News, Connections and Photos from the life of the faith community at CAPC Oakland
Throughout Lent – the season leading from up to Easter, we’ve been talking about the theme of Flourishing. We’re going to continue and deepen that reflection around the theme of legacy.
A Legacy is:
1: a gift by will especially of money or other personal property : BEQUEST
2: something transmitted by or received from an ancestor or predecessor or from the past
3: a candidate for membership in an organization (such as a school or fraternal order) who is given special status because of a familial relationship to a member
Legacies are in the past and also the present. We also can be mindful of the legacy we leave as we live. To-day’s scripture in John is the end of the story of Jesus, which is actually sends us back to the beginning of the story of the people of God and the calling of Abram (and Sarah) in Genesis 12. And this ending is also a new beginning in its own right.
How do the disciples not recognize Jesus? Just like the women in last week’s reading (John 20:1-18). Maybe it has to do more with emotions and thoughts than physical senses. Could it be that they’re all so shut up tight behind the closed doors of their fears, unmet expectations, and dashed hopes, that they can’t recognize the Jesus that is – that is right in front of them? It’s not until Jesus offers his peace – a peace that the world doesn’t give or know – that they can see what is right there. It’s a healing, a liberating release from the shackles that kept them from living and flourishing in faith and confidence in Jesus and his Way. It’s a creation of a community of those who know love and love others in the same grace. Thomas, is he a doubter?; a stickler? Or does he feel left out since he wasn’t with everyone else for the big reveal?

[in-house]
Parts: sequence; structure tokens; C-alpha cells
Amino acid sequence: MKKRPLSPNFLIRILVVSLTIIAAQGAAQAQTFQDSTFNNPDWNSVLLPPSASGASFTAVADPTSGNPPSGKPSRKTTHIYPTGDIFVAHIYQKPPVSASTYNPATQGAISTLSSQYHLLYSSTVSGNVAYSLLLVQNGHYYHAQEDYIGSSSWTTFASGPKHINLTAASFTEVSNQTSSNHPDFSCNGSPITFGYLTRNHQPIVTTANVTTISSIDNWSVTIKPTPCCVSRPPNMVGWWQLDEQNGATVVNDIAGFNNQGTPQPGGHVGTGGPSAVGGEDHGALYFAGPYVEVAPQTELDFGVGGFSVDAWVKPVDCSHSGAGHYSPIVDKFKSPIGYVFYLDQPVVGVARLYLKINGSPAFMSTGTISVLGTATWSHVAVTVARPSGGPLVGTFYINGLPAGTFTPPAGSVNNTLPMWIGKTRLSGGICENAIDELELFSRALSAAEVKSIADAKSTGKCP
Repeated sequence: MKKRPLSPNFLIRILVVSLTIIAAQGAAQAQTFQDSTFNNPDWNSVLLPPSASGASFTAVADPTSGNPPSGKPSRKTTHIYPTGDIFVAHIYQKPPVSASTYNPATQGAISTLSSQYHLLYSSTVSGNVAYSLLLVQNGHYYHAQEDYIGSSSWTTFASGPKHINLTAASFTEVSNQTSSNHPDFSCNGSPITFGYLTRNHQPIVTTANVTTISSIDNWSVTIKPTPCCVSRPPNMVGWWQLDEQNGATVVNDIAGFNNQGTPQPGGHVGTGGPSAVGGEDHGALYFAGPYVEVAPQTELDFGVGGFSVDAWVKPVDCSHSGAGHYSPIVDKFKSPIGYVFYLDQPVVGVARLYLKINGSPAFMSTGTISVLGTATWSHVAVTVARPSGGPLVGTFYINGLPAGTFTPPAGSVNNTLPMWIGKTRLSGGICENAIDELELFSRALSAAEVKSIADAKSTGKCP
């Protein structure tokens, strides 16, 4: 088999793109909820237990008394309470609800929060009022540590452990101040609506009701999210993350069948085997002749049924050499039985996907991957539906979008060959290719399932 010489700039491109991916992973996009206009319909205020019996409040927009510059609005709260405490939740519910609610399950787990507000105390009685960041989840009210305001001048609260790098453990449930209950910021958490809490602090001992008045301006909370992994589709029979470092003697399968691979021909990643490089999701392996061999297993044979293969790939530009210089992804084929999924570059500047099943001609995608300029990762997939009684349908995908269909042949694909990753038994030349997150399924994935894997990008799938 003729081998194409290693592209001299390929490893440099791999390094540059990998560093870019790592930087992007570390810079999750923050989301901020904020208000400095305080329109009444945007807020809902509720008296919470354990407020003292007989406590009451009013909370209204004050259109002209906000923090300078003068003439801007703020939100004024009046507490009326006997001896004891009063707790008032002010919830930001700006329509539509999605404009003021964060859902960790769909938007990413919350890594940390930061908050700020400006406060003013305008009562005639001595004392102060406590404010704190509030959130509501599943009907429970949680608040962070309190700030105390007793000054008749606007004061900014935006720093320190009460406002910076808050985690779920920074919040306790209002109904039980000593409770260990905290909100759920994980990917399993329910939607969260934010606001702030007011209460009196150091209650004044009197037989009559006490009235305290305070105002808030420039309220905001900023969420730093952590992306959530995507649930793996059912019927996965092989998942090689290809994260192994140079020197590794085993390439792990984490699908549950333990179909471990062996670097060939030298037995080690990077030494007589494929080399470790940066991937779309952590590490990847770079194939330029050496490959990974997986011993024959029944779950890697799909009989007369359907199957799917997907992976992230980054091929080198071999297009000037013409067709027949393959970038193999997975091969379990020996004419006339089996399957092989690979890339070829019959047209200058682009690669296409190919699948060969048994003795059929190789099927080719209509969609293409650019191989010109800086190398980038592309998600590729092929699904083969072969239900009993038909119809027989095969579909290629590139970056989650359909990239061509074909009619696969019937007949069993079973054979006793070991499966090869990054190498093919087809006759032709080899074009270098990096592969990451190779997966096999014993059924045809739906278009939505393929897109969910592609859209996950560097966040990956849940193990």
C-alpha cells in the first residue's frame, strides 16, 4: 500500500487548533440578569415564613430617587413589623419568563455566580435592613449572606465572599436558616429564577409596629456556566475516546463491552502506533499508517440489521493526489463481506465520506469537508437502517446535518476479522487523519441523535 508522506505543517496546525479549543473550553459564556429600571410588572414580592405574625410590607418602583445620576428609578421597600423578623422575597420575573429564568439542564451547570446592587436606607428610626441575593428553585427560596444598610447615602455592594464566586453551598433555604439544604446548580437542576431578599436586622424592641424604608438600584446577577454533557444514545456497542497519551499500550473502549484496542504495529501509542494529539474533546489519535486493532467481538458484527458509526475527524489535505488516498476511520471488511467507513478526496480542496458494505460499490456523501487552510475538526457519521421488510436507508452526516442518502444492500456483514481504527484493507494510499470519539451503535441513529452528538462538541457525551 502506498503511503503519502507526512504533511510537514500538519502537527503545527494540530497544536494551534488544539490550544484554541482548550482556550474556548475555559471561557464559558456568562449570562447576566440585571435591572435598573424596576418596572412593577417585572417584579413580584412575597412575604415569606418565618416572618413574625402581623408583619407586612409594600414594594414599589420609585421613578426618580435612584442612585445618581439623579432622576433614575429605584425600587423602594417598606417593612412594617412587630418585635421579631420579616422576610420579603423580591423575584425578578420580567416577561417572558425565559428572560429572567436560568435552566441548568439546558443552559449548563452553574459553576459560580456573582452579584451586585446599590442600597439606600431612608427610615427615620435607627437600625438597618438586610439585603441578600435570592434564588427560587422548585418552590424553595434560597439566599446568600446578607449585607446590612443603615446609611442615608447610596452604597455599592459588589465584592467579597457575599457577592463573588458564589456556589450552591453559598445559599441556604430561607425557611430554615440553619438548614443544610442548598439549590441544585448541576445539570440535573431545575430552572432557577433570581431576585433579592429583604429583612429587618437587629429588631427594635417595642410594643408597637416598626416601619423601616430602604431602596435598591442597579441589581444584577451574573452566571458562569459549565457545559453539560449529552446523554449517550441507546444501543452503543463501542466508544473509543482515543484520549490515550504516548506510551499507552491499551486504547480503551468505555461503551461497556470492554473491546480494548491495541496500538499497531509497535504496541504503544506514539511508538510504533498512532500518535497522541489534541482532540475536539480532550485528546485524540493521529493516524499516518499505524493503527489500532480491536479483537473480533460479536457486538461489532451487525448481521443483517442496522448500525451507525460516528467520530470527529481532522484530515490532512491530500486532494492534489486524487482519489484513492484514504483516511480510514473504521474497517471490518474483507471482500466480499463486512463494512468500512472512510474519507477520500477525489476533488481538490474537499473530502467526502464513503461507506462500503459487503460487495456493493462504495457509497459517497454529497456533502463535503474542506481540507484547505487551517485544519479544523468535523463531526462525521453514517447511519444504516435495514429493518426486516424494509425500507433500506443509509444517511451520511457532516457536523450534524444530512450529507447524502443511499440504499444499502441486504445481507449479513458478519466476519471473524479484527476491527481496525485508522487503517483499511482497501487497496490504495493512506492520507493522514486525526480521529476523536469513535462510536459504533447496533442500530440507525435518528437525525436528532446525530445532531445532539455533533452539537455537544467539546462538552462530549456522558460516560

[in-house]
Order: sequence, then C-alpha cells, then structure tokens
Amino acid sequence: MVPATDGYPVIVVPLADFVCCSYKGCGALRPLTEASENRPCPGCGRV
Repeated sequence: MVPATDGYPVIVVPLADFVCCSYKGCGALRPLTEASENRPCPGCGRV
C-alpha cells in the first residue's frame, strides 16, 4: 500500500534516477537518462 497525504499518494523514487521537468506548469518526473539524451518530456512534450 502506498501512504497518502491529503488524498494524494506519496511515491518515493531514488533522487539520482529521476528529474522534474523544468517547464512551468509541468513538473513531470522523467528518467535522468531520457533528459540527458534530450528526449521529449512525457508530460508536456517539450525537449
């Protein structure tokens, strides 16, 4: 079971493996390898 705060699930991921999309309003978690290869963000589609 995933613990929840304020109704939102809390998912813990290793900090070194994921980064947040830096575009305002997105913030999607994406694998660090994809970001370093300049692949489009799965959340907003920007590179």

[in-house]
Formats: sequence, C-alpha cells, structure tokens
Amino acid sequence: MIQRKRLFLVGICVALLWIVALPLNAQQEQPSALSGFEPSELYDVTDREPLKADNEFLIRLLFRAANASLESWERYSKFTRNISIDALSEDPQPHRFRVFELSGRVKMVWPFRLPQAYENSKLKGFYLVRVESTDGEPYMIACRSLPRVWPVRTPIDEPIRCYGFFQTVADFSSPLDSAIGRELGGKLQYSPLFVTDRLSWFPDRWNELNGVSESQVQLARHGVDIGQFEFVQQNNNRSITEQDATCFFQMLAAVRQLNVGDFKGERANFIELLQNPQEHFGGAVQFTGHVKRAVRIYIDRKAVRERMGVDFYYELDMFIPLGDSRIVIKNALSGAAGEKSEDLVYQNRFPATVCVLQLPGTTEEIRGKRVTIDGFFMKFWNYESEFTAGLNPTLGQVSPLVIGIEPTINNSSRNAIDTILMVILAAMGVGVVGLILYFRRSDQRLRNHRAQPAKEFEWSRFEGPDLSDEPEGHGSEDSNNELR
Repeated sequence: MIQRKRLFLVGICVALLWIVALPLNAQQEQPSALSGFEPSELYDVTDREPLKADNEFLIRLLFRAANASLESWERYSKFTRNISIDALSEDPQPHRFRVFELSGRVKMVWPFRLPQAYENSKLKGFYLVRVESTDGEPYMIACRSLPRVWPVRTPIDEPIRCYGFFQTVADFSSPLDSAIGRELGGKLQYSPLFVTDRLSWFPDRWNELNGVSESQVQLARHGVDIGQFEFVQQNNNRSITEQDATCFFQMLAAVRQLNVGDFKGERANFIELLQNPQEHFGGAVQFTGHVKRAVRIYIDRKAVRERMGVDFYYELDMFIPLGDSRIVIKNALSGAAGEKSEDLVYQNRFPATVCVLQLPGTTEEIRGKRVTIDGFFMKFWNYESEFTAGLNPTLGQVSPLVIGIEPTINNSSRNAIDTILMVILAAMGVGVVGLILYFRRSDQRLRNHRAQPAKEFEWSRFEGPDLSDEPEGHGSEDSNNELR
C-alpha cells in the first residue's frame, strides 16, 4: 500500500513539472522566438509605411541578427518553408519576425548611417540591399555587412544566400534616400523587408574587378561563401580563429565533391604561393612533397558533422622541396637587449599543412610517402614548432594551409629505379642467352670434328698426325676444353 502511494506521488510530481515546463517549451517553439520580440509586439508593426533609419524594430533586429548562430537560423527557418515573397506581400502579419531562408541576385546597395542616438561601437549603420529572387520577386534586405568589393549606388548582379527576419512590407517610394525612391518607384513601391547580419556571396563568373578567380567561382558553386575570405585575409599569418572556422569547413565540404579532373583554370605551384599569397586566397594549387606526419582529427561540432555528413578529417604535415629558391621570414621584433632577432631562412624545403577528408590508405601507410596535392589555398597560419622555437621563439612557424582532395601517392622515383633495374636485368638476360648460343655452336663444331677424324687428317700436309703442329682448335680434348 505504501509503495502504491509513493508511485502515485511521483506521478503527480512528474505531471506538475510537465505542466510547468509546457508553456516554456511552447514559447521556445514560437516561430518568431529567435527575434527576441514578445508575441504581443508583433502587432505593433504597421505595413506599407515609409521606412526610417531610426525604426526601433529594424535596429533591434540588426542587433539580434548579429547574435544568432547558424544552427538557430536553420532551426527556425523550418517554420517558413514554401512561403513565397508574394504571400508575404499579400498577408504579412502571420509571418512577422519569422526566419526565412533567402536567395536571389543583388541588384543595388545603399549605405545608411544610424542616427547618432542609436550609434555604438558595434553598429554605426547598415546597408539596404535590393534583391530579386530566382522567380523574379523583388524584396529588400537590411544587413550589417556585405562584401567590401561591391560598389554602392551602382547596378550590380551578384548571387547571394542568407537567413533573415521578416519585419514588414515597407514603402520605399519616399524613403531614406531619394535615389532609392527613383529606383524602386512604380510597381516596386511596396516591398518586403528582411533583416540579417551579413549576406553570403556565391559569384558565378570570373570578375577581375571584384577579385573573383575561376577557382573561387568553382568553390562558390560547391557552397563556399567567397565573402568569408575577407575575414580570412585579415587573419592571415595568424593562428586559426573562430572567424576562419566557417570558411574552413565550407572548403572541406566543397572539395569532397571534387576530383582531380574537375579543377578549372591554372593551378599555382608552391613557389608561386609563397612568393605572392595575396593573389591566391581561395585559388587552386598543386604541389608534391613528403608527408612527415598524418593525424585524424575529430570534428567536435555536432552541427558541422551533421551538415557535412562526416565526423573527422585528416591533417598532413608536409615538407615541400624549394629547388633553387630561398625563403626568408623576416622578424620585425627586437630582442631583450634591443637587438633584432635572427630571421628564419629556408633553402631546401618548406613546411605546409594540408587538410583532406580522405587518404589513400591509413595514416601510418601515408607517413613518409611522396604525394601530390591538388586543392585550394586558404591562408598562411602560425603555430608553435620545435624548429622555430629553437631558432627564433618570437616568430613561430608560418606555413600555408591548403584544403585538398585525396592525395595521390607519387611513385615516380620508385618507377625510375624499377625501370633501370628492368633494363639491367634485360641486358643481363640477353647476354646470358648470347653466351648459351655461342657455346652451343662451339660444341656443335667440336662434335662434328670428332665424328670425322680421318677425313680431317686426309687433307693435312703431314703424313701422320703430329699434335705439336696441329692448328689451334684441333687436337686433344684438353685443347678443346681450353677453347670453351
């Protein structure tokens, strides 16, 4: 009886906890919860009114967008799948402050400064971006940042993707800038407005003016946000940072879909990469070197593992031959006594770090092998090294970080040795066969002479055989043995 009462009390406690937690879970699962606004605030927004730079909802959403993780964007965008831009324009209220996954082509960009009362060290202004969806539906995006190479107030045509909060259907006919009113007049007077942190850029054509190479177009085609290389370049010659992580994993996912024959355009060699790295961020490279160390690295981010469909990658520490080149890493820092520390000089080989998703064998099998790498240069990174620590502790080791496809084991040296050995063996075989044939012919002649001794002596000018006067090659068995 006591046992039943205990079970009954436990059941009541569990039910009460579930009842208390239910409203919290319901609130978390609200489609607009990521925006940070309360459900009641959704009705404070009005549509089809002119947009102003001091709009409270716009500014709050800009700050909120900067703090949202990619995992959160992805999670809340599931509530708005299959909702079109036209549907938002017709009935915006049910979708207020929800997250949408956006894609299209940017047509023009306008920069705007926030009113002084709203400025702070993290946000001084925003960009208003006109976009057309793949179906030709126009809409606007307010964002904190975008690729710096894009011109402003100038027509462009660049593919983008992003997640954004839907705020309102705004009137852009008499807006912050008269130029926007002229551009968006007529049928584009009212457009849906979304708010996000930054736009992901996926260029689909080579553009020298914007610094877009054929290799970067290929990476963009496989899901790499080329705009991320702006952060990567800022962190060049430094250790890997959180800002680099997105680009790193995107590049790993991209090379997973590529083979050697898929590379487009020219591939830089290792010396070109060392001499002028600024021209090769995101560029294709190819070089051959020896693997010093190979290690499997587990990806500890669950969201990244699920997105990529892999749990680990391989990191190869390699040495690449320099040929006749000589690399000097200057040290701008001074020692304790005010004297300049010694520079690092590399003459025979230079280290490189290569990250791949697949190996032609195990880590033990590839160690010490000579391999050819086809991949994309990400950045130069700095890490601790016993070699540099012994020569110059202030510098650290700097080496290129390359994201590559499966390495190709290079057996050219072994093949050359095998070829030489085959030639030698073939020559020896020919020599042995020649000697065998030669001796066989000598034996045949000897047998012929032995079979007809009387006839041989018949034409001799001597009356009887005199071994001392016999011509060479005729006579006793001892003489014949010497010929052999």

They are sent – to love as Jesus loves, healing, forgiving, releasing the captives – just as Jesus did (Luke 4); to testify to the light in the darkness, the love, grace, mercy that makes us all into the children of God (John 1). That same call and sending is in the story of Abram and Sarah who are blessed to be a blessing. The legacy of faith seems to be a flourishing, an active giving of love, a freeing of those who are captives, a healing of those who are broken. It’s not an afterthought as much as our purpose.
QUESTIONS FOR REFLECTION & EXAMEN: